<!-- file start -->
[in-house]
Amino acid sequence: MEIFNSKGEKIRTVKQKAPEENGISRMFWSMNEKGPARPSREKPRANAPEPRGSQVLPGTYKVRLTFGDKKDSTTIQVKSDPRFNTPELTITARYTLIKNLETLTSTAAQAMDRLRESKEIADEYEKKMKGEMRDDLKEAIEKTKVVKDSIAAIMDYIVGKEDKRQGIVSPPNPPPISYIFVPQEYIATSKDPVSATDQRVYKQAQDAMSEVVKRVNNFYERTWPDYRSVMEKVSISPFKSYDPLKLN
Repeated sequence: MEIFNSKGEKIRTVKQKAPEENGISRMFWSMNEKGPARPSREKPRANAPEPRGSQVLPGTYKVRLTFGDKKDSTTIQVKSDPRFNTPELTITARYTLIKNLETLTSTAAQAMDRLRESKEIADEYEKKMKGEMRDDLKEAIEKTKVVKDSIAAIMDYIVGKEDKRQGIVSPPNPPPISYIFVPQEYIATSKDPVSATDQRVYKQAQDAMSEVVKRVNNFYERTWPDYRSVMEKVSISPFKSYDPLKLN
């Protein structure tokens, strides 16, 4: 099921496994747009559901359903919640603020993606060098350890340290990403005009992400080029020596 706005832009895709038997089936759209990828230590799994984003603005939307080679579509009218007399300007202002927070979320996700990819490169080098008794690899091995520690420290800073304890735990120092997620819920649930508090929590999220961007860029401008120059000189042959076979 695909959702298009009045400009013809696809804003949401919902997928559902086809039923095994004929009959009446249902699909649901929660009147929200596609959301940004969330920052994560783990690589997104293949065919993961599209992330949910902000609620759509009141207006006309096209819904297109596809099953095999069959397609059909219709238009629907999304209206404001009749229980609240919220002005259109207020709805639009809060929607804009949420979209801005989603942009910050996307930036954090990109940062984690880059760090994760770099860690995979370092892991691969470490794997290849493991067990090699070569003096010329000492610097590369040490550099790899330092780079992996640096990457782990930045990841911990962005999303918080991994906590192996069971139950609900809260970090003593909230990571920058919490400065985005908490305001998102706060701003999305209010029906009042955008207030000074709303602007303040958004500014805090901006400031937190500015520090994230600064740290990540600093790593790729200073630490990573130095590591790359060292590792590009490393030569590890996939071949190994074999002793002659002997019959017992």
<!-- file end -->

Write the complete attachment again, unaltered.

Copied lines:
[in-house]
Amino acid sequence: MEIFNSKGEKIRTVKQKAPEENGISRMFWSMNEKGPARPSREKPRANAPEPRGSQVLPGTYKVRLTFGDKKDSTTIQVKSDPRFNTPELTITARYTLIKNLETLTSTAAQAMDRLRESKEIADEYEKKMKGEMRDDLKEAIEKTKVVKDSIAAIMDYIVGKEDKRQGIVSPPNPPPISYIFVPQEYIATSKDPVSATDQRVYKQAQDAMSEVVKRVNNFYERTWPDYRSVMEKVSISPFKSYDPLKLN
Repeated sequence: MEIFNSKGEKIRTVKQKAPEENGISRMFWSMNEKGPARPSREKPRANAPEPRGSQVLPGTYKVRLTFGDKKDSTTIQVKSDPRFNTPELTITARYTLIKNLETLTSTAAQAMDRLRESKEIADEYEKKMKGEMRDDLKEAIEKTKVVKDSIAAIMDYIVGKEDKRQGIVSPPNPPPISYIFVPQEYIATSKDPVSATDQRVYKQAQDAMSEVVKRVNNFYERTWPDYRSVMEKVSISPFKSYDPLKLN
């Protein structure tokens, strides 16, 4: 099921496994747009559901359903919640603020993606060098350890340290990403005009992400080029020596 706005832009895709038997089936759209990828230590799994984003603005939307080679579509009218007399300007202002927070979320996700990819490169080098008794690899091995520690420290800073304890735990120092997620819920649930508090929590999220961007860029401008120059000189042959076979 695909959702298009009045400009013809696809804003949401919902997928559902086809039923095994004929009959009446249902699909649901929660009147929200596609959301940004969330920052994560783990690589997104293949065919993961599209992330949910902000609620759509009141207006006309096209819904297109596809099953095999069959397609059909219709238009629907999304209206404001009749229980609240919220002005259109207020709805639009809060929607804009949420979209801005989603942009910050996307930036954090990109940062984690880059760090994760770099860690995979370092892991691969470490794997290849493991067990090699070569003096010329000492610097590369040490550099790899330092780079992996640096990457782990930045990841911990962005999303918080991994906590192996069971139950609900809260970090003593909230990571920058919490400065985005908490305001998102706060701003999305209010029906009042955008207030000074709303602007303040958004500014805090901006400031937190500015520090994230600064740290990540600093790593790729200073630490990573130095590591790359060292590792590009490393030569590890996939071949190994074999002793002659002997019959017992």